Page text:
I rarely speak for others. I speak about my own experiences, knowing that there’s a good chance that someone else out there can relate and be encouraged knowing that they are not alone.

So, here are my “Disappointing Reasons Why I Left the Church.”

1) I was told to go.I’m not saying that I would have stayed, but I probably would have done what I had been doing for upwards of fifteen years and tried to bring my story to a God-honoring conclusion. I would have continued to try to talk to the senior pastor and perhaps other leadership and continued to trust that God was going to work everything together for good. Instead, I was told that I and my family were to leave the church. With an absolute refusal by the pastors to speak with me or my husband.

2) Lies.  Fifteen years of lies that I won’t reiterate here – you can read them in my story – but that culminated with the senior pastor’s brother, also a pastor in the church, standing in front of a room full of people and blatantly lying to all of them.  About me.  And I was standing no more than six feet from him.  Lie after lie and when my husband told him he needed to apologize to me, his response was to tell us that we were to leave the church.  Period.

3) Lack of Respect.  This was most notably played out over the years as the senior pastor allowed others under his leadership (including his wife) and on his staff to denigrate me, ostracize me, persecute me, lie to me and about me, withhold the truth from me, and (literally) to yell at me. The pastor ignored my pleas for help, for an explanation, for answers, for an opportunity to seek a God-honoring conclusion to years of abusive treatment – forgiveness, reconciliation, restoration.  What kind of pastor ignores people’s appeal for help and allows them to be abused if they have any kind of respect or compassion?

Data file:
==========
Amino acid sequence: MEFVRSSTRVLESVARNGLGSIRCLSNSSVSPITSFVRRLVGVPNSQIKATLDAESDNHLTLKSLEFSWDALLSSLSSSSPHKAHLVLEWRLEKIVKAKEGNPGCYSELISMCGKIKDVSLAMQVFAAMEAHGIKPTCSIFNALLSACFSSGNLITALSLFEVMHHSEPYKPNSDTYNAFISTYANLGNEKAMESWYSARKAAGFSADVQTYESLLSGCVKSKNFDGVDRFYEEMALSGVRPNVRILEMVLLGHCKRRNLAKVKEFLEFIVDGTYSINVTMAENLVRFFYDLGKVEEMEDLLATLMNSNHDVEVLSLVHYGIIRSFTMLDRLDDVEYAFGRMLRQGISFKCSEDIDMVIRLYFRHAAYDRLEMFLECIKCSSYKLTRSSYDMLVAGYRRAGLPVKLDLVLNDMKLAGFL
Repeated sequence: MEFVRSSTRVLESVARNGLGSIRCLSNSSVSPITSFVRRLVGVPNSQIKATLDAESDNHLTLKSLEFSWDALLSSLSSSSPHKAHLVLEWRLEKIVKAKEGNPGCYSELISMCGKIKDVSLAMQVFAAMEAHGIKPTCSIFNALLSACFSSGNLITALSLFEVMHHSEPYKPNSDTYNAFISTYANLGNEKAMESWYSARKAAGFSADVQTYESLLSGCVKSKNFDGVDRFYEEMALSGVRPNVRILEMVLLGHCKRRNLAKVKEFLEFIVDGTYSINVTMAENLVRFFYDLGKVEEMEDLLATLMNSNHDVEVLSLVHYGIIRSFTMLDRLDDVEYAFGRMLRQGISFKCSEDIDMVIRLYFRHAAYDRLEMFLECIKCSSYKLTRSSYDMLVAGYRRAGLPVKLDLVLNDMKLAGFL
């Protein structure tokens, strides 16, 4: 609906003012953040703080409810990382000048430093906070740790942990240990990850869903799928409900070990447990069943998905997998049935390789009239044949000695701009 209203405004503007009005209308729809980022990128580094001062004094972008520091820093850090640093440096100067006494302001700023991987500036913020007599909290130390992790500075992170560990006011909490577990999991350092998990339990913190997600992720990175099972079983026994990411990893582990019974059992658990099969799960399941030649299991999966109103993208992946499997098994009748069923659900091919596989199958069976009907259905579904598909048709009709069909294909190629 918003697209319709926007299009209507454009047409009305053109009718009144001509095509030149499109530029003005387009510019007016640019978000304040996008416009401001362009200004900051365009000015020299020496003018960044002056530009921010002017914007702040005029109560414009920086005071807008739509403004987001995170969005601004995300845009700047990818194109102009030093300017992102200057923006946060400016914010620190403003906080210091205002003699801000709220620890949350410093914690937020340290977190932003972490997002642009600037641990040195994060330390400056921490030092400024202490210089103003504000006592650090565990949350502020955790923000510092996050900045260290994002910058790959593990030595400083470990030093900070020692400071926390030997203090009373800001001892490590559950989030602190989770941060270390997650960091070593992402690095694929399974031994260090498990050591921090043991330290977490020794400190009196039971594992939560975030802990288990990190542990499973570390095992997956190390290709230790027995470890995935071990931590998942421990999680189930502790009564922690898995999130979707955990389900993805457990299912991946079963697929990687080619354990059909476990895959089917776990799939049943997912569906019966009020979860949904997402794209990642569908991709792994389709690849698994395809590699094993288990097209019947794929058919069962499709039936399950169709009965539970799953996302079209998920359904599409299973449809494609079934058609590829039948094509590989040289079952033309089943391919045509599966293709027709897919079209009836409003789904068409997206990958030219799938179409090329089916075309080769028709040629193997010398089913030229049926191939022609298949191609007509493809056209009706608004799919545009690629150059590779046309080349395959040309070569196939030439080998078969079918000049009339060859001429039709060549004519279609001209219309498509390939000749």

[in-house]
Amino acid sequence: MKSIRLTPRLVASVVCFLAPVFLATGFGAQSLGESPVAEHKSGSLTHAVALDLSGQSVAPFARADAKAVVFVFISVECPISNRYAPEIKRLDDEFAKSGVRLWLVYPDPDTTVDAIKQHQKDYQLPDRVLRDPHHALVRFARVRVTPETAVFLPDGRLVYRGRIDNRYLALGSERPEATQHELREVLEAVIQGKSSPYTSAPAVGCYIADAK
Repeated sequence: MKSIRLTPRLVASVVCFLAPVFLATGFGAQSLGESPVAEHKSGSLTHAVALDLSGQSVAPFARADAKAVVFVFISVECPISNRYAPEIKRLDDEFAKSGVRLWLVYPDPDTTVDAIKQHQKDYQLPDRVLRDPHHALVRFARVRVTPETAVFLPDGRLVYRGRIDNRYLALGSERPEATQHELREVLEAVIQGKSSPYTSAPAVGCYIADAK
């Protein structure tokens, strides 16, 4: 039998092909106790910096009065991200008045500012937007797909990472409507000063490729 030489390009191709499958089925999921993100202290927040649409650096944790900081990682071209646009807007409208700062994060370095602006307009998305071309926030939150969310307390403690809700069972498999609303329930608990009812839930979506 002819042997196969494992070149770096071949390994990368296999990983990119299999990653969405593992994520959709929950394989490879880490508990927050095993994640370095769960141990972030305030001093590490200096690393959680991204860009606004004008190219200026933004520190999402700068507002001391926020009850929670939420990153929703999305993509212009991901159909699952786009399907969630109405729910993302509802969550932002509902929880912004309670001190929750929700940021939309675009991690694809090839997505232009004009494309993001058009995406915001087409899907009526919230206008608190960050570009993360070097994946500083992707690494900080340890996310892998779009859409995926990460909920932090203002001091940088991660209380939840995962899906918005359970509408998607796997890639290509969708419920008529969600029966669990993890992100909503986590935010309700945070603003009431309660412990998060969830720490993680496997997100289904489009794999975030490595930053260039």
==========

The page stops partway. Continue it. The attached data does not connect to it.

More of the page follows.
4) Shunning.  Once we were told to leave, we were shunned.  One “friend” met with me for lunch shortly after we were tossed out of the church, but expressed fear at being found out and having to explain why she was meeting with me.  Another friend who had set up a breakfast date with me didn’t show up and didn’t respond to my texts asking if she was coming.  Others I have run into on the street or in the coffee shop, etc., turn away.

5) Lack of integrity.  This blatantly occurred right before we were told to leave in the form of gossip when the pastor’s brother talked to others who were not at all involved before even attempting to meet with me or my husband.  But even before that, for years I listened to sermon after sermon in which the pastor and other leaders proclaimed our need to be honest with one another, kind toward one another, forgiving toward one another, long-suffering toward one another, loving toward one another, helping one another, etc. Yet when I was told I could not attend, serve, or participate for over a decade, I was refused a reason. I was lied to about what the pastor knew or didn’t know. I was not given opportunity to face my accusers, nor was I even told that I was under any kind of church discipline so there was no plan for reconciliation. When I asked what I would need to do, I was told simply that they “would be watching” me and I “might be invited” to participate at some point in the future if I proved myself worthy.